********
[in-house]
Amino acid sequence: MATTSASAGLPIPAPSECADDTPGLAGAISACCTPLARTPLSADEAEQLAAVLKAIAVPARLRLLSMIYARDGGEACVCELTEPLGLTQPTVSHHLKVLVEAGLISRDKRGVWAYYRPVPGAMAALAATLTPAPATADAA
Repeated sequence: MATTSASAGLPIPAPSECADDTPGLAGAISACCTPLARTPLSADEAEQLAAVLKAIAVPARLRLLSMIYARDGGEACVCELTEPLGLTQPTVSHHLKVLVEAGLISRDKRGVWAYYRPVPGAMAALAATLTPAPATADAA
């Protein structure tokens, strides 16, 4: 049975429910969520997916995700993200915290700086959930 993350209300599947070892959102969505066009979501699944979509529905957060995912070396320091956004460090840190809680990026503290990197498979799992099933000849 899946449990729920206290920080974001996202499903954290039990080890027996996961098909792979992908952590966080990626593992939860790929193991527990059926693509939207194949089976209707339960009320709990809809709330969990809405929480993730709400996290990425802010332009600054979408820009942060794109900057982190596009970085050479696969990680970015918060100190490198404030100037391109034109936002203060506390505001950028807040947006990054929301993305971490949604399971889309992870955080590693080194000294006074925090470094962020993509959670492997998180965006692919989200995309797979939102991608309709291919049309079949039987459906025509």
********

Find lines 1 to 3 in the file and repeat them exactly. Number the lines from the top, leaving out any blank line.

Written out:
[in-house]
Amino acid sequence: MATTSASAGLPIPAPSECADDTPGLAGAISACCTPLARTPLSADEAEQLAAVLKAIAVPARLRLLSMIYARDGGEACVCELTEPLGLTQPTVSHHLKVLVEAGLISRDKRGVWAYYRPVPGAMAALAATLTPAPATADAA
Repeated sequence: MATTSASAGLPIPAPSECADDTPGLAGAISACCTPLARTPLSADEAEQLAAVLKAIAVPARLRLLSMIYARDGGEACVCELTEPLGLTQPTVSHHLKVLVEAGLISRDKRGVWAYYRPVPGAMAALAATLTPAPATADAA